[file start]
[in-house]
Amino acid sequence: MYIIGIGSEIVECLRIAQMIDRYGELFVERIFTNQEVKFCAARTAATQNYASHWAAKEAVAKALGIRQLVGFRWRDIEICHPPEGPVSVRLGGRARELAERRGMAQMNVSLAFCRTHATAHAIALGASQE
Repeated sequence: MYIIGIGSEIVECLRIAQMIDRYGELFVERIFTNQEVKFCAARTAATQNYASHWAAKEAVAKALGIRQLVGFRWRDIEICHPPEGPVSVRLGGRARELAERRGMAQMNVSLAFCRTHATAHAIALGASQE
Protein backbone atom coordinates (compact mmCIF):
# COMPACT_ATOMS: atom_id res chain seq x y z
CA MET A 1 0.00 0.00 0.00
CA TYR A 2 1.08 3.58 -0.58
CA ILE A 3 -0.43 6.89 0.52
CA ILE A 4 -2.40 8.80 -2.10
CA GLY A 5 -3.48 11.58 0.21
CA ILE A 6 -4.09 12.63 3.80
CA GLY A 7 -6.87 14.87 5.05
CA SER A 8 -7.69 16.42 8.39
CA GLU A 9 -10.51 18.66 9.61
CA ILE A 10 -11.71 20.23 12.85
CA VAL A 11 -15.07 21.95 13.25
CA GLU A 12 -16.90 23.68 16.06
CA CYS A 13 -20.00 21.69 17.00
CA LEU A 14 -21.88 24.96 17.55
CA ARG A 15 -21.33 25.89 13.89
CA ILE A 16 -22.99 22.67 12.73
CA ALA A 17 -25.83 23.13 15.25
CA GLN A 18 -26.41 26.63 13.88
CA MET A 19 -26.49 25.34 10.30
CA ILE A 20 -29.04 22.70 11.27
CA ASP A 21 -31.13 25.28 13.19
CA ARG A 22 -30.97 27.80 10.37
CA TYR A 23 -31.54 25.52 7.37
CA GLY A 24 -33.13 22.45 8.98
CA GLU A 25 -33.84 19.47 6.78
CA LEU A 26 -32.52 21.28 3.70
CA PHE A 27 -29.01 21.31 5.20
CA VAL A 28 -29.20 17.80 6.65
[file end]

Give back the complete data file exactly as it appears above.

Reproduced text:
[in-house]
Amino acid sequence: MYIIGIGSEIVECLRIAQMIDRYGELFVERIFTNQEVKFCAARTAATQNYASHWAAKEAVAKALGIRQLVGFRWRDIEICHPPEGPVSVRLGGRARELAERRGMAQMNVSLAFCRTHATAHAIALGASQE
Repeated sequence: MYIIGIGSEIVECLRIAQMIDRYGELFVERIFTNQEVKFCAARTAATQNYASHWAAKEAVAKALGIRQLVGFRWRDIEICHPPEGPVSVRLGGRARELAERRGMAQMNVSLAFCRTHATAHAIALGASQE
Protein backbone atom coordinates (compact mmCIF):
# COMPACT_ATOMS: atom_id res chain seq x y z
CA MET A 1 0.00 0.00 0.00
CA TYR A 2 1.08 3.58 -0.58
CA ILE A 3 -0.43 6.89 0.52
CA ILE A 4 -2.40 8.80 -2.10
CA GLY A 5 -3.48 11.58 0.21
CA ILE A 6 -4.09 12.63 3.80
CA GLY A 7 -6.87 14.87 5.05
CA SER A 8 -7.69 16.42 8.39
CA GLU A 9 -10.51 18.66 9.61
CA ILE A 10 -11.71 20.23 12.85
CA VAL A 11 -15.07 21.95 13.25
CA GLU A 12 -16.90 23.68 16.06
CA CYS A 13 -20.00 21.69 17.00
CA LEU A 14 -21.88 24.96 17.55
CA ARG A 15 -21.33 25.89 13.89
CA ILE A 16 -22.99 22.67 12.73
CA ALA A 17 -25.83 23.13 15.25
CA GLN A 18 -26.41 26.63 13.88
CA MET A 19 -26.49 25.34 10.30
CA ILE A 20 -29.04 22.70 11.27
CA ASP A 21 -31.13 25.28 13.19
CA ARG A 22 -30.97 27.80 10.37
CA TYR A 23 -31.54 25.52 7.37
CA GLY A 24 -33.13 22.45 8.98
CA GLU A 25 -33.84 19.47 6.78
CA LEU A 26 -32.52 21.28 3.70
CA PHE A 27 -29.01 21.31 5.20
CA VAL A 28 -29.20 17.80 6.65